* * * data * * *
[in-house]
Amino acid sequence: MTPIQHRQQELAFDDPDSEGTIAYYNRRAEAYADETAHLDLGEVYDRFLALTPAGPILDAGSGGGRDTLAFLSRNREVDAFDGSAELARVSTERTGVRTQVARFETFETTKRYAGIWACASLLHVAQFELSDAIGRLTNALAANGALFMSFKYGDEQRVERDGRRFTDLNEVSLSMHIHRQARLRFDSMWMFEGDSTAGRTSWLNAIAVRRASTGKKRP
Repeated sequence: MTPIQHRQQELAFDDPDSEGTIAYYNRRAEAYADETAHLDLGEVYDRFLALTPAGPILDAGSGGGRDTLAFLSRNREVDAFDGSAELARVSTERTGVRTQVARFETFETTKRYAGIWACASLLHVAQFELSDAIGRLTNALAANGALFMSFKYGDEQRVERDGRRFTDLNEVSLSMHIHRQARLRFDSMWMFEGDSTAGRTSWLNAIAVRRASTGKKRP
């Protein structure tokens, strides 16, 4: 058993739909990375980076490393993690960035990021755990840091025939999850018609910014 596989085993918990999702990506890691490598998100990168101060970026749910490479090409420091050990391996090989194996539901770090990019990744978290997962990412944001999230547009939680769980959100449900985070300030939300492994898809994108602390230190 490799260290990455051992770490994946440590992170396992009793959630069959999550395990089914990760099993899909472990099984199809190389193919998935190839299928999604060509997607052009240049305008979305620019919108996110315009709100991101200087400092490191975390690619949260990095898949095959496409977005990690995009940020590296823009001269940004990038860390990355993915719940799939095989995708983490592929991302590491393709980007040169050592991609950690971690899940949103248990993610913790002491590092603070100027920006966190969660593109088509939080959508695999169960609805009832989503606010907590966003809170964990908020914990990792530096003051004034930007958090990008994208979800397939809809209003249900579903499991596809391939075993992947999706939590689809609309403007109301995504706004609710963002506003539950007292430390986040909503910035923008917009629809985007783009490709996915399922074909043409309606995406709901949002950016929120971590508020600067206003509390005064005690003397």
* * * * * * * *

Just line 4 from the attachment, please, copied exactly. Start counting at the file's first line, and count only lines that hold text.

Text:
């Protein structure tokens, strides 16, 4: 058993739909990375980076490393993690960035990021755990840091025939999850018609910014 596989085993918990999702990506890691490598998100990168101060970026749910490479090409420091050990391996090989194996539901770090990019990744978290997962990412944001999230547009939680769980959100449900985070300030939300492994898809994108602390230190 490799260290990455051992770490994946440590992170396992009793959630069959999550395990089914990760099993899909472990099984199809190389193919998935190839299928999604060509997607052009240049305008979305620019919108996110315009709100991101200087400092490191975390690619949260990095898949095959496409977005990690995009940020590296823009001269940004990038860390990355993915719940799939095989995708983490592929991302590491393709980007040169050592991609950690971690899940949103248990993610913790002491590092603070100027920006966190969660593109088509939080959508695999169960609805009832989503606010907590966003809170964990908020914990990792530096003051004034930007958090990008994208979800397939809809209003249900579903499991596809391939075993992947999706939590689809609309403007109301995504706004609710963002506003539950007292430390986040909503910035923008917009629809985007783009490709996915399922074909043409309606995406709901949002950016929120971590508020600067206003509390005064005690003397």